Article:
Antibiotic use in farming (Countryfile)

Concerns about antibiotic usage in agriculture includes the potential spread of resistant bacteria from  livestock to humans

Concerns about antibiotic usage in agriculture include the potential spread of resistant bacteria from livestock to humans

Broadcaster: BBC1

Year: 2014

Genre: Factual, News magazine

In this clip (12.5 mins) from Countryfile, the BBC’s weekly rural and environmental interests show, the use of antibiotics in animal husbandry is discussed. Unsurprisingly, given the original Sunday tea-time transmission slot (7pm on 7th September), the package does not go into any great details regarding the science of antibiotic resistance. Nevetheless it does nicely set the scene for a discussion of the uses of antibiotic past and present, in the UK and overseas. The potential consequences for human and animal health are raised. I could see this being used in a variety of context with microbiologists, agriculture students or vets.

Can you smell fear?

This is a useful teaching tool, precisely because it demonstrates a poorly designed experiment

This is a useful teaching tool, precisely because it demonstrates a poorly designed experiment

Broadcaster: Challenge

Year: 2014

Genre: Popular Science, Edutainment

The maverick series Brainiac: Science abuse originally ran on Sky One between 2003 and 2008. This clip (2.5 mins) within Box of Broadcasts is taken from a 2014 repeat shown on Challenge.

Not famed for the rigour of their research methodology, it might seem an odd choice to use a clip from this series for University-level teaching. It is in fact the poor design of the chosen experiment that proves useful (see below).

In the clip, the Brainiacs are investigating the question “Can you Smell Fear?” To do so they get an unfortunate female team member to sniff the armpits of three men – one has been relaxing, one has been running and the third (alleged to have a fear of heights) has been on a high crane platform.

Educational use of this clip: I have used this clip in a first year module looking at experimental design. The students are told before watching the video to keep an eye out for features of the experiment that have been conducted well and those that are less than ideal. This then leads into reflection on how they might investigate the same question (can you smell fear?) in a better way. Finally we talk through the approach that was used in a paper examining the same issue, from the journal PLoS ONE, published in 2009. This exercise has been written up in the Journal of Biological Education.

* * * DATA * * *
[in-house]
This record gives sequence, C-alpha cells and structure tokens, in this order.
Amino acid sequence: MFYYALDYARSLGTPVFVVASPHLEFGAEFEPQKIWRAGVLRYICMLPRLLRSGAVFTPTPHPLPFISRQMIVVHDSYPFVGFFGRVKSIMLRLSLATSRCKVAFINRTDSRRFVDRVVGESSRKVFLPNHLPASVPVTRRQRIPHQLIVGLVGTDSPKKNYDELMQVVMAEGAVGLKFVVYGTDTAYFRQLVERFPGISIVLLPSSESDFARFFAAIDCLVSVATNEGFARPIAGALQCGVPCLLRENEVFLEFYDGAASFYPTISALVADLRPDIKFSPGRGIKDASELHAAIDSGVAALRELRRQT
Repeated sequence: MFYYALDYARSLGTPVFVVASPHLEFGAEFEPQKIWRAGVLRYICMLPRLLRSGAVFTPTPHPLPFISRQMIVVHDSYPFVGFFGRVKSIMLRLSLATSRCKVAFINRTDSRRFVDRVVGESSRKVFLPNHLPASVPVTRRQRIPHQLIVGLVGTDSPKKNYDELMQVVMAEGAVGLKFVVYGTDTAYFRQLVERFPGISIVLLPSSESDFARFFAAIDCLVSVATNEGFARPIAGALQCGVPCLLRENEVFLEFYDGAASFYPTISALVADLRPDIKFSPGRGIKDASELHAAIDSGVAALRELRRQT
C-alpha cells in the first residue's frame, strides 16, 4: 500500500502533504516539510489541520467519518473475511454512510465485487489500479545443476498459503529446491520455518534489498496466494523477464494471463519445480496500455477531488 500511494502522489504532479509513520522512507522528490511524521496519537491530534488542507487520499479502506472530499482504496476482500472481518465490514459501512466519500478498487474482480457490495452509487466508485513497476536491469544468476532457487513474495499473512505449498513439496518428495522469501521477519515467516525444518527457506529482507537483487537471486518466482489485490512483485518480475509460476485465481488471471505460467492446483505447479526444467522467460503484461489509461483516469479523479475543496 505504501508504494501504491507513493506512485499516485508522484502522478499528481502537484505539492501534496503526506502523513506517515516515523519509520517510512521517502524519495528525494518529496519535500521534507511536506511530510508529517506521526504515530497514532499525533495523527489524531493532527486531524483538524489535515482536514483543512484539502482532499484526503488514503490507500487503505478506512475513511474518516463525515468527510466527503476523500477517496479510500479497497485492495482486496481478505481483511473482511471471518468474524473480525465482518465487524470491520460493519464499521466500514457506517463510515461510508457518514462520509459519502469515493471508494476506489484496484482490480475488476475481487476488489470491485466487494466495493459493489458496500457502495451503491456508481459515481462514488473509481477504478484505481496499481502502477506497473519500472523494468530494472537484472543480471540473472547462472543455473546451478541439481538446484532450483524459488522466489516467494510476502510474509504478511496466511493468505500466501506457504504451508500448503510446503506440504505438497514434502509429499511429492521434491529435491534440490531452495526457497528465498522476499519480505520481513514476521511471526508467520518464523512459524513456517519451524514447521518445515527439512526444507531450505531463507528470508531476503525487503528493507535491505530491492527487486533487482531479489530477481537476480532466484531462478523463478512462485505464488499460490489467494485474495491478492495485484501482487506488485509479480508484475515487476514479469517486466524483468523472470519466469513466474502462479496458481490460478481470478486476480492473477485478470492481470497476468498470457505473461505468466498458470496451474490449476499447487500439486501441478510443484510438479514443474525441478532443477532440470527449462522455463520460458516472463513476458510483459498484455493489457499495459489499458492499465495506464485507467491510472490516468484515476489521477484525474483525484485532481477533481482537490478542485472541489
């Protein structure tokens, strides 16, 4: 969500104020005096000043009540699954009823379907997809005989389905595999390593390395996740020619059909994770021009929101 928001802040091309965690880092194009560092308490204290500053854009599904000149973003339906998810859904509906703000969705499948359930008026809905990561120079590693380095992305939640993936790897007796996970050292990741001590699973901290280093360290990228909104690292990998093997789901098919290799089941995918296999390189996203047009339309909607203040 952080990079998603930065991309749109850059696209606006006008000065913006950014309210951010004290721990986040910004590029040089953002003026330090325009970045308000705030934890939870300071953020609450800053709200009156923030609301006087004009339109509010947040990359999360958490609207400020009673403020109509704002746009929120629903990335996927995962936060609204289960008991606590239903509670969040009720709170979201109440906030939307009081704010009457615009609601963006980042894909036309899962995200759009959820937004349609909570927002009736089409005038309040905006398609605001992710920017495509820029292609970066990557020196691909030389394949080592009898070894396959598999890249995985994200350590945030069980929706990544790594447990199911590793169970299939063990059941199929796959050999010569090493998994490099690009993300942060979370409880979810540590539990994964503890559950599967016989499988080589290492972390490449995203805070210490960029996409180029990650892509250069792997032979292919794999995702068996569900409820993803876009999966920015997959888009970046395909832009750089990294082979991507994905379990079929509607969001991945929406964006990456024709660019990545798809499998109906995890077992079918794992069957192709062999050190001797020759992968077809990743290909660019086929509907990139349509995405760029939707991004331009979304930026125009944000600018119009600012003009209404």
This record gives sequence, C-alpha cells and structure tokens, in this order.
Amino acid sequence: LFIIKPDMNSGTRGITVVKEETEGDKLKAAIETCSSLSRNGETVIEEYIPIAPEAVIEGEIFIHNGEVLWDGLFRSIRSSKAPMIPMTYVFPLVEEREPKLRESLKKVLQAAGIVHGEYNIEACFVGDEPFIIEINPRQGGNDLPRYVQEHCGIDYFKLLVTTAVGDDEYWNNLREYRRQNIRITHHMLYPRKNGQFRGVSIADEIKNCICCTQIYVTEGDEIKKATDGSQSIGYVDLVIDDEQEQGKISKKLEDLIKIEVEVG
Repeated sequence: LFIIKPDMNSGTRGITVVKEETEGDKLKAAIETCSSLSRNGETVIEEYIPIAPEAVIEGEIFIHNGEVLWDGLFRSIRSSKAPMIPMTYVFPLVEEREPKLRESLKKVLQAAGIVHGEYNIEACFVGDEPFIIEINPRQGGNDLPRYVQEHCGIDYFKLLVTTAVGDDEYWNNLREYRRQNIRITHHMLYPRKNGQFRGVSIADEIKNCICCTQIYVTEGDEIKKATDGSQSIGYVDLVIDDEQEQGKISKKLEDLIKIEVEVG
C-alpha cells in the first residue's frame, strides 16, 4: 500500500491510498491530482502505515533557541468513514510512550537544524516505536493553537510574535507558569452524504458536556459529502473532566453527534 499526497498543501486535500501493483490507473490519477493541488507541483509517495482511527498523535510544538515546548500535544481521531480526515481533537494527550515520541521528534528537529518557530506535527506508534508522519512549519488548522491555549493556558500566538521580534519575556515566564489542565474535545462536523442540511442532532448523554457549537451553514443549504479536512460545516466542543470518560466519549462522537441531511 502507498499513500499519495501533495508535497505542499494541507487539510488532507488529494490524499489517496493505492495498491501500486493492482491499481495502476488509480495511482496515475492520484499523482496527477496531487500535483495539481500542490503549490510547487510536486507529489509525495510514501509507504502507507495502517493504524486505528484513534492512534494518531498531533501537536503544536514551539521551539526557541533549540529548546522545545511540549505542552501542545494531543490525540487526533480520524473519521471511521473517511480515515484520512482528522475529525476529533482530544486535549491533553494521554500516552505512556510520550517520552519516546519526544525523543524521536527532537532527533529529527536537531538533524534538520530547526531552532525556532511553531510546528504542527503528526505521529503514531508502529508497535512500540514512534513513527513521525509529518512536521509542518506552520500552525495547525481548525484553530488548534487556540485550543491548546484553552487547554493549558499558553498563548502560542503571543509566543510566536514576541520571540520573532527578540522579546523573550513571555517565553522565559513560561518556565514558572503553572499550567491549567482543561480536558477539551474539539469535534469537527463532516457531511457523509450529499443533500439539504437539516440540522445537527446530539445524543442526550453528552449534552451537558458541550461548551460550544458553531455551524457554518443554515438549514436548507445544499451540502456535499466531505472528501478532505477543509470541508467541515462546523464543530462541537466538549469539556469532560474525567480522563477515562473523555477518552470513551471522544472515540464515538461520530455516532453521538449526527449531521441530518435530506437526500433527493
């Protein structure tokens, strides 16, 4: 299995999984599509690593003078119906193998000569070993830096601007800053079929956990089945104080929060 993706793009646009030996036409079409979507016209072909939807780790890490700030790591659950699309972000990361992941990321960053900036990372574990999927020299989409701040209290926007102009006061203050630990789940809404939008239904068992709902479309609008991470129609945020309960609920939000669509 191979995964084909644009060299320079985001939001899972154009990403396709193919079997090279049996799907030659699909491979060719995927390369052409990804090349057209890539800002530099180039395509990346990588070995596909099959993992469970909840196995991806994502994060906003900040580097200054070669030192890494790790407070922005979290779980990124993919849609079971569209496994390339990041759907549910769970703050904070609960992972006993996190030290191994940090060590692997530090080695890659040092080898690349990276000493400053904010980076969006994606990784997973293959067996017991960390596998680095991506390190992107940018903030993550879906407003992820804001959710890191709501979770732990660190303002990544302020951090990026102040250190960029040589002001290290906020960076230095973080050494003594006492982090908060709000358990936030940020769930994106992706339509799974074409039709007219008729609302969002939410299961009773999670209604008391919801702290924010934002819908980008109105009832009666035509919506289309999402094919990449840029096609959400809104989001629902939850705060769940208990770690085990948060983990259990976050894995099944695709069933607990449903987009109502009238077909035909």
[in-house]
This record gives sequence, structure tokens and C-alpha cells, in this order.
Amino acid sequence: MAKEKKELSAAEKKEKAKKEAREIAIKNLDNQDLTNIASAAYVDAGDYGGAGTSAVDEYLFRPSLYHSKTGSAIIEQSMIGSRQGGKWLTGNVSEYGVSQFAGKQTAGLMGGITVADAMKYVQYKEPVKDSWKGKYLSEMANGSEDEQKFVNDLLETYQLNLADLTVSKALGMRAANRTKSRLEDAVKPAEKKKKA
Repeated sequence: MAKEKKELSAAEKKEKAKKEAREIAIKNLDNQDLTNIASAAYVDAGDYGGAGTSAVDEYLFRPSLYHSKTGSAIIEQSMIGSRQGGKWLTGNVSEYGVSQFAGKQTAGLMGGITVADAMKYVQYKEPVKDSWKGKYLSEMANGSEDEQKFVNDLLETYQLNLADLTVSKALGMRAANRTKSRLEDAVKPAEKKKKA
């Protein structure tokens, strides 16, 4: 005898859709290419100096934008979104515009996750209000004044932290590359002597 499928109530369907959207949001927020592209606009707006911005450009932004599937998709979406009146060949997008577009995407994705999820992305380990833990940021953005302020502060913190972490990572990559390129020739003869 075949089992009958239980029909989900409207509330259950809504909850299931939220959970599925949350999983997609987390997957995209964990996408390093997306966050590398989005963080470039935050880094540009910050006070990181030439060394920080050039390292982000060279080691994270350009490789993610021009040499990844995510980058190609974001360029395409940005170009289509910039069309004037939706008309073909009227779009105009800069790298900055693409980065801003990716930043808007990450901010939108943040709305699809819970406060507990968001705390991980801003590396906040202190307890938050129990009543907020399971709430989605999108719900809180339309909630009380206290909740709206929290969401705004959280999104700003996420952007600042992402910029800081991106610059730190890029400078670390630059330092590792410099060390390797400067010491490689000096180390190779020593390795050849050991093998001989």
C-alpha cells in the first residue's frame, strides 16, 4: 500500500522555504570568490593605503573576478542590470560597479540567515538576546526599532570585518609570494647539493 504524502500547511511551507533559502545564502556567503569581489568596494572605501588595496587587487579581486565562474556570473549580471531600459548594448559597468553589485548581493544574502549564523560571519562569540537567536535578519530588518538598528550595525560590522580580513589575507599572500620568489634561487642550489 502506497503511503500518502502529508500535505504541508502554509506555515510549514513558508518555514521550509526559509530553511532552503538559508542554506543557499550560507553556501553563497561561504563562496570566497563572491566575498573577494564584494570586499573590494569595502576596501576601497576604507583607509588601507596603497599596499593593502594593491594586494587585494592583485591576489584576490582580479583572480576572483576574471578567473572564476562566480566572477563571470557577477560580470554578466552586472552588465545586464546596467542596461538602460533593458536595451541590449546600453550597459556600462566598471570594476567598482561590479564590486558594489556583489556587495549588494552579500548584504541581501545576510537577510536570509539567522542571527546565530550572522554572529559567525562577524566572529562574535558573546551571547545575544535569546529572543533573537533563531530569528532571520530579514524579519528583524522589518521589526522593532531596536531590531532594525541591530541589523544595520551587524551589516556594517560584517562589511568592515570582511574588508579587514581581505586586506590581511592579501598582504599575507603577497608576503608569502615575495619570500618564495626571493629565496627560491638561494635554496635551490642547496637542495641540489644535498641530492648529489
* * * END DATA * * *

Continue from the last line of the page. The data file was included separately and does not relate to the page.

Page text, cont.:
Useful links:

The Cell

The three part series is an excellent introduction to our developing understanding of cell biology

The three part series is an excellent introduction to our developing understanding of cell biology

Broadcaster: BBC
Year: 2009
Genre: Documentary

Series of three hour-long documentaries presented by geneticist Adam Rutherford.

1. The Hidden Kingdom

The first episode starts with the revelations brought by early microscopy. Specifically, the observation of minute organisms by Antonia van Leeuwenhoek. It moves on to discuss the work of Robert Hooke in confirming the existence of microbes, and broadening interest into analysis of other cells. Robert Brown observed and named the nucleus within a cell (and also described the phenomenon we now call “Brownian motion”. Theodor Schwann and Matthias Schleiden made vital observations about the importance of cells as the building blocks of both animals and plants (though they were not alone in getting distracted by prevailing notions of spontaneous generation). Louis Pasteur’s invention of the swan neck flask was ultimately crucial in ruling out this theory. The programme moves on to Robert Remak’s observation of cell division, for which the data – and the credit – was stolen by his “friend” Rudolf Virchow.

2. The Chemistry of Life

In episode two, Rutherford’s attention moves to the experiments which established that DNA is the molecule of inheritance. This is my favourite episode in the series. It sweeps across from the original identification of DNA by Friedrich Miescher in 1868, through the work of Theodore Boveri in visualising chromosomes, and onto Thomas Hunt Morgan’s experiments with Drosophila melanogaster looking at patterns of inheritance and the start of mapping genes within those chromosomes. It continues onto the more familiar molecular biology of Griffith & Avery, Wilkins & Franklin and Watson & Crick. It finishes with a certain “yuk” factor as Walter Gehring demonstrates mutant Drosophila covered with eyes as the result of homeobox gene mutations.

3. The Spark of Life

In the final episode, Rutherford moves to thinking about synthetic biology (a topic he returns to in the Horizon episode Playing God). One of the first developments in this regards involved adapting bacteria to make biodiesel. He puts these developments in the context of wider evolutionary theory, that all life sprung from one single organism.

Example usage: For several years I have used The Chemistry of Life with first year students. In a double-lecture slot (the episode is an hour long) I have shown the programme in its entirety, providing this A4 sheet to help students with their note-taking. In the remaining time we’ve reviewed some of the key curriculum-relevant content, particular reiterating the experiments by Griffiths and Avery.

The “modular” coverage of key discoveries lends itself to the overall programme being divided into shorter clips for specific usage. Since the links above go in effect to existing clips (albeit the full episode), to make sub-clips you would need to follow the link to the “full programme”.

As an Open University co-production, it was previously necessary to buy the rights to use of this material, however it is now included under the terms of the Educational Recording Agency license.